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Thursday, November 11, 2010

The Armistice And The Treaty of Versailles:

The reference to the armistice and the “...11th hour of the 11th month...” should not be confused with the Treaty of Versailles. The armistice was the agreement to end hostility while peace treaties could be negotiated.

The Treaty of Versailles was just one of the peace treaties at the end of World War I. It ended the state of war between Germany and the Allied Powers. The other Central Powers on the German side of World War I were dealt with in separate treaties.

Although the armistice signed on November 11, 1918, ended the actual fighting, it took six months of negotiations at the Paris Peace Conference to conclude the peace treaty.

The armistice date was the most significant date for the fighting men and the victor nations involved as the late date signing of the Versailles and multiple other treaties were anticlimactic, at least until they were actually signed.

The reference to Rethondes may be a little confusing: Rethondes is a little village deep in the forest of Compiègne. The original source material used referenced Rethondes as the site the treaty was signed at, but the signing occurred next to the village not in it which explains why other sources refer to Rethondes or Compiegne or both. The French commander-in-chief Marshal Foch convened the armistice talks beside the tiny village with an eye towards secrecy because he wanted to shield the meeting from intrusive journalists, as well as spare the German delegation any hostile demonstrations by French locals.

Historically the Treaty of Versailles is sighted as a point of contention that led to a climate of frustration and resentment among the German people for decades after the treaty. The terms of the treaty were harsh upon the German people and was one of the circumstances that helped form a social and economic climate that accommodated the rise of Adolph Hitler and the Nazi party. But, just like the armistice date took on a more significant role to the victors than the treaty date so did the armistice site take on a more significant role to the defeated than the treaty location of Versailles. As important as the the treaty was to the German mindset the actual armistice site was held as a major embarrassment to the people as well:

When Adolf Hitler received word from the French government that they wished to negotiate an armistice, Hitler selected Compiègne Forest near Compiègne as the site for the negotiations. As Compiègne was the site of the 1918 Armistice ending the Great War with a humiliating defeat for Germany, Hitler decided to sign the armistice in the same rail carriage where the Germans had signed the 1918 armistice.... a supreme moment of revenge for Germany.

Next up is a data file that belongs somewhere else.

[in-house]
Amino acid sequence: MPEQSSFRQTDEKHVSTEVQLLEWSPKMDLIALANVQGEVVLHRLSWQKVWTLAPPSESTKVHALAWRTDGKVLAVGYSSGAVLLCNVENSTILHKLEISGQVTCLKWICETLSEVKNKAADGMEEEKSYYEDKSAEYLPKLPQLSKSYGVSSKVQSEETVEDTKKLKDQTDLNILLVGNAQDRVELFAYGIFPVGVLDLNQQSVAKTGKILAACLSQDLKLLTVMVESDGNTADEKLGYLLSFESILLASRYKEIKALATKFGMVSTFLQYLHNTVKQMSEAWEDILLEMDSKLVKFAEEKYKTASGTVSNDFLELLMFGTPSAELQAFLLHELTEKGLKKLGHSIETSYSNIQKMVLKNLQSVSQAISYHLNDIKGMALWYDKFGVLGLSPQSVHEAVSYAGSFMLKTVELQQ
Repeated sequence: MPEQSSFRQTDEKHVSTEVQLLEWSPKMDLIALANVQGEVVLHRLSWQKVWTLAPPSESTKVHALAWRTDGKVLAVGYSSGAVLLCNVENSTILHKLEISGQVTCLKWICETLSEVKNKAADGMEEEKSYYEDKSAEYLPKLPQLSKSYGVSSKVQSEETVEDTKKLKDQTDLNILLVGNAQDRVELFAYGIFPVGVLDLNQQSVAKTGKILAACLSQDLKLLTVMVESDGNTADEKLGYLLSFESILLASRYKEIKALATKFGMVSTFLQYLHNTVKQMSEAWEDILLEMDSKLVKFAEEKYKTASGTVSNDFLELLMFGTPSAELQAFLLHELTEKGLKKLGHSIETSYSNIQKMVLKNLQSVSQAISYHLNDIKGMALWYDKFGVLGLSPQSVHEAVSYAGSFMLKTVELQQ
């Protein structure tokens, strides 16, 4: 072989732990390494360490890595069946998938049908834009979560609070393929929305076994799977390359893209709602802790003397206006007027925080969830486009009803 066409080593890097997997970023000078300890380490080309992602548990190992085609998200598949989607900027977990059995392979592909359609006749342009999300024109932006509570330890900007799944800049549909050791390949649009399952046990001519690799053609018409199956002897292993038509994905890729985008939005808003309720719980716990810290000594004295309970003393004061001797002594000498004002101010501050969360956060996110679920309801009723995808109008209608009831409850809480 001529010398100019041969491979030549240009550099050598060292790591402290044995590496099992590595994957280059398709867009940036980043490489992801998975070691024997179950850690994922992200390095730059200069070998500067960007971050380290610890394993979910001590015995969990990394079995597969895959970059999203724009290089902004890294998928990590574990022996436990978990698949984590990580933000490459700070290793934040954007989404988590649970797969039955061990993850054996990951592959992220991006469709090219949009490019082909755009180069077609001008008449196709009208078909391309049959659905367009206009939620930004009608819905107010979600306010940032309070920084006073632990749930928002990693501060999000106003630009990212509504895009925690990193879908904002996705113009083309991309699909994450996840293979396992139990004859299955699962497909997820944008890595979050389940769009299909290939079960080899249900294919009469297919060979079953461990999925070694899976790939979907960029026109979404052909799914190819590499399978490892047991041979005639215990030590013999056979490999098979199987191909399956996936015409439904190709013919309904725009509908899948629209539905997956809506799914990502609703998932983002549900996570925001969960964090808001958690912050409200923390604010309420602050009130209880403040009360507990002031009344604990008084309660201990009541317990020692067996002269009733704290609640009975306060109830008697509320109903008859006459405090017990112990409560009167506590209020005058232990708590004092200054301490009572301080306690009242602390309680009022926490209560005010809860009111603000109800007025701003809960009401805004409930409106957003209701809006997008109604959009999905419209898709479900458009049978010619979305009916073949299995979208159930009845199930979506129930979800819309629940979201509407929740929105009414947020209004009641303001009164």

...In the very same railway carriage in which the 1918 Armistice was signed (removed from a museum building and placed on the precise spot where it was located in 1918), Hitler sat in the same chair in which Marshal Ferdinand Foch had sat when he faced the representatives of the defeated German Empire. After listening to the reading of the preamble, Hitler – in a calculated gesture of disdain to the French delegates – left the carriage, as Foch had done in 1918, leaving the negotiations to his High Command of the Armed Forces Chief, General Wilhelm Keitel.

Even in the per-amble of the 1940 Armistice was the reference to the 1918 Armistice: “...which was felt by the German peoples as the deepest humiliation of all time.”

Three days later, on Hitler's orders, the Armistice site was demolished by the Germans. The carriage itself was taken to Berlin as a trophy of war, along with pieces of a large stone tablet which bore the inscription (in French):


The Alsace-Lorraine Monument (depicting a German eagle impaled by a sword) was destroyed and all evidence of the site was obliterated, with the notable exception of the statue of Marshal Foch: Hitler intentionally ordered it to be left intact so that it would be honoring only a wasteland. The railway carriage itself was taken to Crawinkel in Thuringia in 1945, where it was destroyed by SS troops and the remained buried *footnote.

After the second world war, German POW labor was used to restore the armistice site to its former state. The stone tablet's pieces were recovered and reassembled, and a replica of the railway carriage placed at the restored site and the Alsace-Lorraine monument was rebuilt.

After the reunification of Germany in 1989, those who witnessed the event came forth with earlier relics. Various components were returned to the French General Gamache in Compiègne in 1992. In 1994 a small oak commemorating the "hope for peace" was dug up from the destruction site in Crawinkel and transplanted to Compiègne.